The entry into force of the Multilateral Convention to Implement Tax Treaty Related Measures to Prevent Base Erosion and Profit Shifting from 1 January 2019 again shows the commitment of the Morrison Government to make sure multinationals pay their fair share of tax to Australia.
The Convention, commonly known as the OECD Multilateral Instrument, is a key output of the OECD/G20 Base Erosion and Profit Shifting agenda, which the Government has firmly supported. Australia ratified the Convention on 26 September 2018.
Under the Convention, countries are able to quickly and efficiently modify some or all of their bilateral tax treaties. This will make it simpler for Australia to implement new integrity rules, protect its tax treaties from exploitation for tax avoidance purposes, and improve tax-treaty related dispute resolution mechanisms.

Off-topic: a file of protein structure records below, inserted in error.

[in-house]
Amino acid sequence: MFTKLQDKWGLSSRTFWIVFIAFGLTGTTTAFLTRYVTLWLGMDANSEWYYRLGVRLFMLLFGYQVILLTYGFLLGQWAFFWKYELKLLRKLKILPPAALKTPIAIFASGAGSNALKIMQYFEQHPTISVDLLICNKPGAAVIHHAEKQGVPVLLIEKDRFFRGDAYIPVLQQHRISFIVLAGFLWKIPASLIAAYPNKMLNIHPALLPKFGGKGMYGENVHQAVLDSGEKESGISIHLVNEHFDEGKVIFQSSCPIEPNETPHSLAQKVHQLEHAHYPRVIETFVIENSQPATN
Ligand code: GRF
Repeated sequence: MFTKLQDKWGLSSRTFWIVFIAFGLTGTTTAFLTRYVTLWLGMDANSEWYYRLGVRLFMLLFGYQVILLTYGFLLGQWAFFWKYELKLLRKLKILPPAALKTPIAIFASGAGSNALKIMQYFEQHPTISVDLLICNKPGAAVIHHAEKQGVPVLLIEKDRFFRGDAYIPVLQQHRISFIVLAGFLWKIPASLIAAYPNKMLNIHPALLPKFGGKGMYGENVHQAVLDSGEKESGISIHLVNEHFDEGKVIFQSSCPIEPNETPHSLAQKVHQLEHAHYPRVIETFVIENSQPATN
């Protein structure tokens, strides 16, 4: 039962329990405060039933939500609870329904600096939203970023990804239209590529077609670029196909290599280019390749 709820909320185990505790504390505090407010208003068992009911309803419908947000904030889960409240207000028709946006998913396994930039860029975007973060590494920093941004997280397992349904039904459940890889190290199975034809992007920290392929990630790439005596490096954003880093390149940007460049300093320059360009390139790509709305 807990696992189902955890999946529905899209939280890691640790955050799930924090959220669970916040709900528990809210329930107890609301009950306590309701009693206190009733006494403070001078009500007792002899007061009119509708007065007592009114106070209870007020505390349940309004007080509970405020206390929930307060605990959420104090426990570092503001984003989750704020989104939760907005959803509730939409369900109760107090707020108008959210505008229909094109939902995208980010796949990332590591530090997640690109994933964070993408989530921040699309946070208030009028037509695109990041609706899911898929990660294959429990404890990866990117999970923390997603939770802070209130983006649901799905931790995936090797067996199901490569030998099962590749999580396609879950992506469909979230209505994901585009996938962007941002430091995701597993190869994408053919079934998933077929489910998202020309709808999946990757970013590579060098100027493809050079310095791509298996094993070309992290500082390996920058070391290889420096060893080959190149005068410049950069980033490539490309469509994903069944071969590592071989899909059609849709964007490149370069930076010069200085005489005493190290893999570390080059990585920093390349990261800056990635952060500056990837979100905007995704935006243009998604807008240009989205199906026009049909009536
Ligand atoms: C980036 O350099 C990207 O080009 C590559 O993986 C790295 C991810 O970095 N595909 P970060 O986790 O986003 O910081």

From 1 January 2019, the Multilateral Instrument will operate to modify six of Australia’s 44 bilateral tax treaties: those with France, Japan, New Zealand, Poland, the Slovak Republic and the United Kingdom.
More Australian tax treaties will be modified in the future, following the ratification of the Convention by other countries.
This Convention builds on the Government’s initiatives to tackle multinational tax avoidance.
The Government has been vigilant in implementing the BEPS actions, including country-by-country reporting, strengthening transfer pricing rules and enacting hybrid mismatch rules to prevent multinationals exploiting differences in tax treatment given to transactions and entities by the countries where multinationals have their operations. In addition, the Government has introduced the Diverted Profits Tax, the Multinational Anti-Avoidance Law and established the ATO Tax Avoidance Taskforce which has raised $3 billion in liabilities against large public groups and multinationals in 2017-18.
Ensuring multinationals pay their fair share of tax in Australia is essential to providing the essential services that Australians rely upon.